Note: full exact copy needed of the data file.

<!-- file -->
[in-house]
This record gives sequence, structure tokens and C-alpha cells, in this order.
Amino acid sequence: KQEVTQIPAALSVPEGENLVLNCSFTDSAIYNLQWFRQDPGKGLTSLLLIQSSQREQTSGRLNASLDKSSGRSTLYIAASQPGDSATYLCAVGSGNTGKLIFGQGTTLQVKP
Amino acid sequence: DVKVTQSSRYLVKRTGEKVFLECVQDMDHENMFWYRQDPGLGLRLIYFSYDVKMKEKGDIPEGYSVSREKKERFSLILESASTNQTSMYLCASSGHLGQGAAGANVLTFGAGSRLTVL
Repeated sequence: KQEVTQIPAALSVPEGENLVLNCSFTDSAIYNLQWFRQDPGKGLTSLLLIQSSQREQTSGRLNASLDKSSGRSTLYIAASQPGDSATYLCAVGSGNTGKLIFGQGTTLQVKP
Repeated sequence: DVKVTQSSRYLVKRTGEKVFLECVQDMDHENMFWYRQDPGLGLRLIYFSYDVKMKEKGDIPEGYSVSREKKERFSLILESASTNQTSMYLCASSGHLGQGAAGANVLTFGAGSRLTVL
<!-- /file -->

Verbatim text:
[in-house]
This record gives sequence, structure tokens and C-alpha cells, in this order.
Amino acid sequence: KQEVTQIPAALSVPEGENLVLNCSFTDSAIYNLQWFRQDPGKGLTSLLLIQSSQREQTSGRLNASLDKSSGRSTLYIAASQPGDSATYLCAVGSGNTGKLIFGQGTTLQVKP
Amino acid sequence: DVKVTQSSRYLVKRTGEKVFLECVQDMDHENMFWYRQDPGLGLRLIYFSYDVKMKEKGDIPEGYSVSREKKERFSLILESASTNQTSMYLCASSGHLGQGAAGANVLTFGAGSRLTVL
Repeated sequence: KQEVTQIPAALSVPEGENLVLNCSFTDSAIYNLQWFRQDPGKGLTSLLLIQSSQREQTSGRLNASLDKSSGRSTLYIAASQPGDSATYLCAVGSGNTGKLIFGQGTTLQVKP
Repeated sequence: DVKVTQSSRYLVKRTGEKVFLECVQDMDHENMFWYRQDPGLGLRLIYFSYDVKMKEKGDIPEGYSVSREKKERFSLILESASTNQTSMYLCASSGHLGQGAAGANVLTFGAGSRLTVL